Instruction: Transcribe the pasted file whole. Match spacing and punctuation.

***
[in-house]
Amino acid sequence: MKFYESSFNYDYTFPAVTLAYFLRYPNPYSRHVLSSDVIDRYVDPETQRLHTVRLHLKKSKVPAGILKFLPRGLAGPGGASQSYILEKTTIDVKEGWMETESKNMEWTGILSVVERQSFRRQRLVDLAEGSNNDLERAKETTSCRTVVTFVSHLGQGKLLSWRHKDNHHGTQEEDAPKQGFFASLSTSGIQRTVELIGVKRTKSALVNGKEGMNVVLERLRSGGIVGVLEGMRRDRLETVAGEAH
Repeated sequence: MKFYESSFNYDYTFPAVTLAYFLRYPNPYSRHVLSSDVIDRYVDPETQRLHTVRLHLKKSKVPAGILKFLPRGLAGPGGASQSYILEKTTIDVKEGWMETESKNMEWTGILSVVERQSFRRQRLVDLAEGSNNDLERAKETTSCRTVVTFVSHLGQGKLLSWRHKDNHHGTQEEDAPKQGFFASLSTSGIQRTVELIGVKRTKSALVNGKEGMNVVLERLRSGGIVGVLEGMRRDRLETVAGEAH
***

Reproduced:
[in-house]
Amino acid sequence: MKFYESSFNYDYTFPAVTLAYFLRYPNPYSRHVLSSDVIDRYVDPETQRLHTVRLHLKKSKVPAGILKFLPRGLAGPGGASQSYILEKTTIDVKEGWMETESKNMEWTGILSVVERQSFRRQRLVDLAEGSNNDLERAKETTSCRTVVTFVSHLGQGKLLSWRHKDNHHGTQEEDAPKQGFFASLSTSGIQRTVELIGVKRTKSALVNGKEGMNVVLERLRSGGIVGVLEGMRRDRLETVAGEAH
Repeated sequence: MKFYESSFNYDYTFPAVTLAYFLRYPNPYSRHVLSSDVIDRYVDPETQRLHTVRLHLKKSKVPAGILKFLPRGLAGPGGASQSYILEKTTIDVKEGWMETESKNMEWTGILSVVERQSFRRQRLVDLAEGSNNDLERAKETTSCRTVVTFVSHLGQGKLLSWRHKDNHHGTQEEDAPKQGFFASLSTSGIQRTVELIGVKRTKSALVNGKEGMNVVLERLRSGGIVGVLEGMRRDRLETVAGEAH